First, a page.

Re: [Enfield] Re: fuse Intermittant blowing
>The factory fuse in the fuse holder has a 20 amp rating. I installedNor would I! Possibly you DID have an internal rectifier problem,
>a new rectifier yesterday and haven't had any problems today. The
>melted spot on the AC connection suprised me, as I would think that
>the two violet AC wires short to ground would not cause an increase in I.
which you have apparently now fixed. A problem in the rectifier
could, I think, increase the AC current, thus overloading the
alternator and the feed wires/connectors. Let's hope you fixed it,
since there's no fuse in your AC loop through the rectifier. You
might want to think about putting one in, though! Either line or
both. I've suggested it before, but haven't ever done it myself. As
for the 20A fuse, I wouldn't go any higher than that, and in fact now
that you have a new rec, maybe try a 10 or 15 again...
>So for now, I believe it to be an internal problem with theGlad to help! 8-)
>rectifier. I am having fun chasing this down, which is one of the
>most enjoyable parts about owning a Bullet. Thanks Pete, your
>great. Your manual was a great purchase as well.
- I had this happen to me before, it turned out (pun intended, LOL!) that my clutch cable had worn through the outer sheathing just inside the Nacelle/casquette and when I turned, it would touch the leads on my headlight switch (rotary Miller switch in place of the ignition) and short out the system....Just something to consider :)
--- In email@example.com, "Tom" <tschmidt@...> wrote:
> Frget everything I said about the rectifier, I rode the bike for an hour or so and while turning a corner it blew a fuse once again. I may have found a gray wire that has insulation missing. That may be the problem. I will let you know.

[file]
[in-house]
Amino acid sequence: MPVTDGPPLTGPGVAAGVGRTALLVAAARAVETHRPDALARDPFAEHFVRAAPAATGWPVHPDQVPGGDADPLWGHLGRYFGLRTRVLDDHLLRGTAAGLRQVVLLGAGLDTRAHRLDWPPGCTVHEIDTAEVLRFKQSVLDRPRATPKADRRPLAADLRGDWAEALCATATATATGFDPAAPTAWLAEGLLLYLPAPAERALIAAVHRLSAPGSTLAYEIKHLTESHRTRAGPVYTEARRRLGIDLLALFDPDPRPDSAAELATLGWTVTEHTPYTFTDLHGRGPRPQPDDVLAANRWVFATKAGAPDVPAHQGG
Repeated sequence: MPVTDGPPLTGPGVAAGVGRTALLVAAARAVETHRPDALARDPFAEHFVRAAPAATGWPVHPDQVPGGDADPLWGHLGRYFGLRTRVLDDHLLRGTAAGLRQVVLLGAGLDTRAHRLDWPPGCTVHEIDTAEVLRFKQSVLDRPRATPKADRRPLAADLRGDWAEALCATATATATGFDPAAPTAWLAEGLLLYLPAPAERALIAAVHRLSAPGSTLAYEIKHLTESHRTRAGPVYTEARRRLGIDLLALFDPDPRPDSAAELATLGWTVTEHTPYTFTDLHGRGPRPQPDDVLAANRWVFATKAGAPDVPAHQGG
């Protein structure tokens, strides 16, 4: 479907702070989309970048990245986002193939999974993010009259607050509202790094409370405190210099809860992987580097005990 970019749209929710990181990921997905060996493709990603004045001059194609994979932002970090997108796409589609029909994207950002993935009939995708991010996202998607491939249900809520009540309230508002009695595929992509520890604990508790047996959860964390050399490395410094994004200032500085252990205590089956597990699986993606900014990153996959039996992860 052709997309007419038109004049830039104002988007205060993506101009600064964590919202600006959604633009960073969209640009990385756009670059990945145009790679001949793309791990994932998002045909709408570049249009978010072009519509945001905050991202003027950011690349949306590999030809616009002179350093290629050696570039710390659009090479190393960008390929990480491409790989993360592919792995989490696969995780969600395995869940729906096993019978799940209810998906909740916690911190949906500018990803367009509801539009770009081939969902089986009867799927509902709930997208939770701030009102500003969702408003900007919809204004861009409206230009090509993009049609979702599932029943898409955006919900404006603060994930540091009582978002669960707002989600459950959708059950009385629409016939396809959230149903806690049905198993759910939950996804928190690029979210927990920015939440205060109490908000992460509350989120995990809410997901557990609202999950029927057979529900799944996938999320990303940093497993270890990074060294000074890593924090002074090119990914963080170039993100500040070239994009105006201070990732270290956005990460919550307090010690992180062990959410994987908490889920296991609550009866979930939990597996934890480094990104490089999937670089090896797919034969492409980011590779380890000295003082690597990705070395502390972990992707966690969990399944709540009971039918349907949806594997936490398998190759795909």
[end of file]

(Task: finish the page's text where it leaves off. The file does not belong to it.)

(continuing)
> --- In firstname.lastname@example.org, "Tom" <tschmidt@> wrote:
> > I looked at the wiring loom carefully, and the only problem I could find was melted spot on the AC blade of the connector to the rectifier. The factory fuse in the fuse holder has a 20 amp rating. I installed a new rectifier yesterday and haven't had any problems today. The melted spot on the AC connection suprised me, as I would think that the two violet AC wires short to ground would not cause an increase in I. So for now, I believe it to be an internal problem with the rectifier. I am having fun chasing this down, which is one of the most enjoyable parts about owning a Bullet. Thanks Pete, your great. Your manual was a great purchase as well.
> > --- In email@example.com, P Snidal <snidepete@> wrote:
> > >
> > > At 09:48 PM 7/8/2013, you wrote:
> > > >I have a short that blows the main fuse when I rev-up the engine. I
> > > >can't find a burned wire or obvious missing insulation. I wonder if
> > > >the rectifier is beginning to fail and causing an internal short
> > > >circuit. Does a failing rectifier cause the symptoms I describe?
> > >
> > > Ohm's Law: I=E/R I is current, E is Voltage. For a given R
> > > (resistance) increasing voltage increases current. Amps. Which is
> > > what blows fuses. - at a certain current threshold, in amps, the fuse lets go.
> > > Meaning either your fuse is too low a rating, or you have a
> > > semi-short, which doesn't pull enough amps at battery voltage, but
> > > when you get to charging voltage, thar she blows!
> > > First thing to do is try a slightly higher fuse rating. If
> > > you're blowing 10s, try a 15. Maybe even a 20, but with a higher
> > > fuse rating goes a responsibility to make sure nothing's frying! So
> > > I'd look awfully carefully along my wiring loom for a problem. It
> > > could be a component, too - such as the rectifier you suspect. You
> > > might try disconnecting the rectifier output temporarily, and see if
> > > that makes a difference - especially with the lower fuse rating, if
> > > you have any left anyway.
> > > it can be fun to chase this stuff down; just don't lose your
> > > sense of humour! 8-)
> > > Good luck with it!
> > > ps www.enfield.20m.com
> > >